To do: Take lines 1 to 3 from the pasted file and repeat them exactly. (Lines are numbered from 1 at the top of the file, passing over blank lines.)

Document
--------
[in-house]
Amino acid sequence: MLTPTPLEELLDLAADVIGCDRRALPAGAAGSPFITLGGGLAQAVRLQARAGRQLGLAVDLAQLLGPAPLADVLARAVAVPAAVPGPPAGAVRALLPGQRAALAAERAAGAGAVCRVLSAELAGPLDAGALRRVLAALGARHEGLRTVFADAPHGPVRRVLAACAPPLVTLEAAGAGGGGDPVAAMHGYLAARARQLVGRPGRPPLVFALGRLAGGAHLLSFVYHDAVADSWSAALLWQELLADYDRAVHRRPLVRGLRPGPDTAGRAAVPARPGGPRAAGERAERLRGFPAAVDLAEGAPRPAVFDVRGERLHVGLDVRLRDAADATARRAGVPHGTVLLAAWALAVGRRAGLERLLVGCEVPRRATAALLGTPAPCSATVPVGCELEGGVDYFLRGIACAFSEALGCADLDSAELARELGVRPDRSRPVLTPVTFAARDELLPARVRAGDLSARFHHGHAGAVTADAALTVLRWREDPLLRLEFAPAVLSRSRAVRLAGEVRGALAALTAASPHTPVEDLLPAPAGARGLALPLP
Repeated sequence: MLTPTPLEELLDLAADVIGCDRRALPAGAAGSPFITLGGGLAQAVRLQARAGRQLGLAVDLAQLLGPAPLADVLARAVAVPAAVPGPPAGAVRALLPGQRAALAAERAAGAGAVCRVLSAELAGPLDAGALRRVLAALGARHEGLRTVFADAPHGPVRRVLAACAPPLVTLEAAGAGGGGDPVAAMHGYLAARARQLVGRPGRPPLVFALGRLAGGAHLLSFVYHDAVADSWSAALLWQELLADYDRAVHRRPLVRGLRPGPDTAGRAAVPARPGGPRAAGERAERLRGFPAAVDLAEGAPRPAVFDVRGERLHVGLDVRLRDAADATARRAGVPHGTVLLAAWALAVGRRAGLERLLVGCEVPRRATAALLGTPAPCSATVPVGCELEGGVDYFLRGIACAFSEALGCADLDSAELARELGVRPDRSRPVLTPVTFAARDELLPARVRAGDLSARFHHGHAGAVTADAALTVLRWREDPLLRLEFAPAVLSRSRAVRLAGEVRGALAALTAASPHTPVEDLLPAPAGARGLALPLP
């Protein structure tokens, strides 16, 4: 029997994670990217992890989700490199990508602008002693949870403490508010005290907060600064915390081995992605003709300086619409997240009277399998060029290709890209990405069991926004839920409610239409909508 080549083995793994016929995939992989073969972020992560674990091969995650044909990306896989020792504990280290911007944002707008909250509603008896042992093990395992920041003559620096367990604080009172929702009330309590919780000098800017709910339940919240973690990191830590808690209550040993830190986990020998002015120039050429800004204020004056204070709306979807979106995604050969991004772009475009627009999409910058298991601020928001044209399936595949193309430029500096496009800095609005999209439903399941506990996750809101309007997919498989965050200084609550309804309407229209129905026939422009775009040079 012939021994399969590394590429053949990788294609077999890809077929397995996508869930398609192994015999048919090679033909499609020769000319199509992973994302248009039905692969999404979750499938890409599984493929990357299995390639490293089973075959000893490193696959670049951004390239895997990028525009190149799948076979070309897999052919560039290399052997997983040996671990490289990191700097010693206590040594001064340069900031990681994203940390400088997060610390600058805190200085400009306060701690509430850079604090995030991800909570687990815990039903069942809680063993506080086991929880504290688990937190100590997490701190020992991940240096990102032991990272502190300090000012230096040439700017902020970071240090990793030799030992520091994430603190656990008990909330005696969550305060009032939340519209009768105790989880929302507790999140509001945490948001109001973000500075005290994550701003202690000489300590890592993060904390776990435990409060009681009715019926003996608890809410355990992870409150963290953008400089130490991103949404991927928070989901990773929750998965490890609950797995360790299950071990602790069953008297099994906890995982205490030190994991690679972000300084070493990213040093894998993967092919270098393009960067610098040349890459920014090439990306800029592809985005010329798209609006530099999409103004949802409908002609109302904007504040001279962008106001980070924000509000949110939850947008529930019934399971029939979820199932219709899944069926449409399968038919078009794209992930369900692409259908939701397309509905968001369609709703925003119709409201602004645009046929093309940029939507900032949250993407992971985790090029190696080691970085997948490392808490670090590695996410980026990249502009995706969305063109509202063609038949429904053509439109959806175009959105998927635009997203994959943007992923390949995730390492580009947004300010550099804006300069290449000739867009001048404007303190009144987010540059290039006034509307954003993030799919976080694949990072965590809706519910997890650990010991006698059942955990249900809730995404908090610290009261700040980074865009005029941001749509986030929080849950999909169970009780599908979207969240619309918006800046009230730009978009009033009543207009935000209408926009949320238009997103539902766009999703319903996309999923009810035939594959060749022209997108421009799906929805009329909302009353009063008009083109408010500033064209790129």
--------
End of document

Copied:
[in-house]
Amino acid sequence: MLTPTPLEELLDLAADVIGCDRRALPAGAAGSPFITLGGGLAQAVRLQARAGRQLGLAVDLAQLLGPAPLADVLARAVAVPAAVPGPPAGAVRALLPGQRAALAAERAAGAGAVCRVLSAELAGPLDAGALRRVLAALGARHEGLRTVFADAPHGPVRRVLAACAPPLVTLEAAGAGGGGDPVAAMHGYLAARARQLVGRPGRPPLVFALGRLAGGAHLLSFVYHDAVADSWSAALLWQELLADYDRAVHRRPLVRGLRPGPDTAGRAAVPARPGGPRAAGERAERLRGFPAAVDLAEGAPRPAVFDVRGERLHVGLDVRLRDAADATARRAGVPHGTVLLAAWALAVGRRAGLERLLVGCEVPRRATAALLGTPAPCSATVPVGCELEGGVDYFLRGIACAFSEALGCADLDSAELARELGVRPDRSRPVLTPVTFAARDELLPARVRAGDLSARFHHGHAGAVTADAALTVLRWREDPLLRLEFAPAVLSRSRAVRLAGEVRGALAALTAASPHTPVEDLLPAPAGARGLALPLP
Repeated sequence: MLTPTPLEELLDLAADVIGCDRRALPAGAAGSPFITLGGGLAQAVRLQARAGRQLGLAVDLAQLLGPAPLADVLARAVAVPAAVPGPPAGAVRALLPGQRAALAAERAAGAGAVCRVLSAELAGPLDAGALRRVLAALGARHEGLRTVFADAPHGPVRRVLAACAPPLVTLEAAGAGGGGDPVAAMHGYLAARARQLVGRPGRPPLVFALGRLAGGAHLLSFVYHDAVADSWSAALLWQELLADYDRAVHRRPLVRGLRPGPDTAGRAAVPARPGGPRAAGERAERLRGFPAAVDLAEGAPRPAVFDVRGERLHVGLDVRLRDAADATARRAGVPHGTVLLAAWALAVGRRAGLERLLVGCEVPRRATAALLGTPAPCSATVPVGCELEGGVDYFLRGIACAFSEALGCADLDSAELARELGVRPDRSRPVLTPVTFAARDELLPARVRAGDLSARFHHGHAGAVTADAALTVLRWREDPLLRLEFAPAVLSRSRAVRLAGEVRGALAALTAASPHTPVEDLLPAPAGARGLALPLP